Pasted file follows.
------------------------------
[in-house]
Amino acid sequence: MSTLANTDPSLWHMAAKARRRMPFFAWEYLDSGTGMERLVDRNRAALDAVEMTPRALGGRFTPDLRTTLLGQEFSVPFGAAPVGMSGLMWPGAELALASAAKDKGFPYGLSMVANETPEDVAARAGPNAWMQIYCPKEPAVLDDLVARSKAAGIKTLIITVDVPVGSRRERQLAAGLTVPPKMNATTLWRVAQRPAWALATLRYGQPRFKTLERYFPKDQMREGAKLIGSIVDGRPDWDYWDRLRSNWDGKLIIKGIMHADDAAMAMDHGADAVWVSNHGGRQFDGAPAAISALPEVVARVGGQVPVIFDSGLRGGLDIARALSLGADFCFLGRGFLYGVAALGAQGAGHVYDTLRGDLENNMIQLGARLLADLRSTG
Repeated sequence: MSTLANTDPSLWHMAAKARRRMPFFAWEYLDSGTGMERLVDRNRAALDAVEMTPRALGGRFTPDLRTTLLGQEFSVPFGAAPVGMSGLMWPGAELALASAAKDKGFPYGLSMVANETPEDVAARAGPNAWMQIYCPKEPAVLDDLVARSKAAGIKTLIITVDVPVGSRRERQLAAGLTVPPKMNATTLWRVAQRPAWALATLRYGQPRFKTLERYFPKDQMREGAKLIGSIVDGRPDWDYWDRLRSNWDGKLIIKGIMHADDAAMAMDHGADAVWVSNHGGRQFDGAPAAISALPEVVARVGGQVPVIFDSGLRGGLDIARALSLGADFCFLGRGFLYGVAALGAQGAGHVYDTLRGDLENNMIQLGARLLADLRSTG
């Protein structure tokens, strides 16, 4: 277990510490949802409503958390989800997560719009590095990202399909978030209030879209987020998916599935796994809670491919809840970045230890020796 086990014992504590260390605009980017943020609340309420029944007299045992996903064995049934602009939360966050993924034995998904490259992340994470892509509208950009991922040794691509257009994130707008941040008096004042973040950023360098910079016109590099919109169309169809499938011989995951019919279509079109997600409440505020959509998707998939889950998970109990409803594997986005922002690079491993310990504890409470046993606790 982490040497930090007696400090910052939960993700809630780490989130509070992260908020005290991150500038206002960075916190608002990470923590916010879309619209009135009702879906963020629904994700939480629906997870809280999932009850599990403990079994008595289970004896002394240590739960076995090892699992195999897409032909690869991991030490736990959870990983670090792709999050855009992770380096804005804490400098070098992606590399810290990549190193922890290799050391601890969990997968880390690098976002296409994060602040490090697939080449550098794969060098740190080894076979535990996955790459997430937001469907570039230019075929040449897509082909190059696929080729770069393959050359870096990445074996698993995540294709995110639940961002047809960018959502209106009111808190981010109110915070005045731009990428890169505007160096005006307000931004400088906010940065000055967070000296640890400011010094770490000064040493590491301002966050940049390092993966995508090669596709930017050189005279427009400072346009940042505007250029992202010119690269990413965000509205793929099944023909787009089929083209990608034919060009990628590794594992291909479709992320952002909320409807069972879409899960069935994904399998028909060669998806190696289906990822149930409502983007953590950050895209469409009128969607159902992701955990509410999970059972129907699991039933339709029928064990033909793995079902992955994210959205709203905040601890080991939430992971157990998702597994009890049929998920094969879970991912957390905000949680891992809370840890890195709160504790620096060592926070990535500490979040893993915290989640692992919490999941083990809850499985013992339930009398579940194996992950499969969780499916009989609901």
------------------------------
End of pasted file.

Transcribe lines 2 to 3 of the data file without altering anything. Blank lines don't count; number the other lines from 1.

Amino acid sequence: MSTLANTDPSLWHMAAKARRRMPFFAWEYLDSGTGMERLVDRNRAALDAVEMTPRALGGRFTPDLRTTLLGQEFSVPFGAAPVGMSGLMWPGAELALASAAKDKGFPYGLSMVANETPEDVAARAGPNAWMQIYCPKEPAVLDDLVARSKAAGIKTLIITVDVPVGSRRERQLAAGLTVPPKMNATTLWRVAQRPAWALATLRYGQPRFKTLERYFPKDQMREGAKLIGSIVDGRPDWDYWDRLRSNWDGKLIIKGIMHADDAAMAMDHGADAVWVSNHGGRQFDGAPAAISALPEVVARVGGQVPVIFDSGLRGGLDIARALSLGADFCFLGRGFLYGVAALGAQGAGHVYDTLRGDLENNMIQLGARLLADLRSTG
Repeated sequence: MSTLANTDPSLWHMAAKARRRMPFFAWEYLDSGTGMERLVDRNRAALDAVEMTPRALGGRFTPDLRTTLLGQEFSVPFGAAPVGMSGLMWPGAELALASAAKDKGFPYGLSMVANETPEDVAARAGPNAWMQIYCPKEPAVLDDLVARSKAAGIKTLIITVDVPVGSRRERQLAAGLTVPPKMNATTLWRVAQRPAWALATLRYGQPRFKTLERYFPKDQMREGAKLIGSIVDGRPDWDYWDRLRSNWDGKLIIKGIMHADDAAMAMDHGADAVWVSNHGGRQFDGAPAAISALPEVVARVGGQVPVIFDSGLRGGLDIARALSLGADFCFLGRGFLYGVAALGAQGAGHVYDTLRGDLENNMIQLGARLLADLRSTG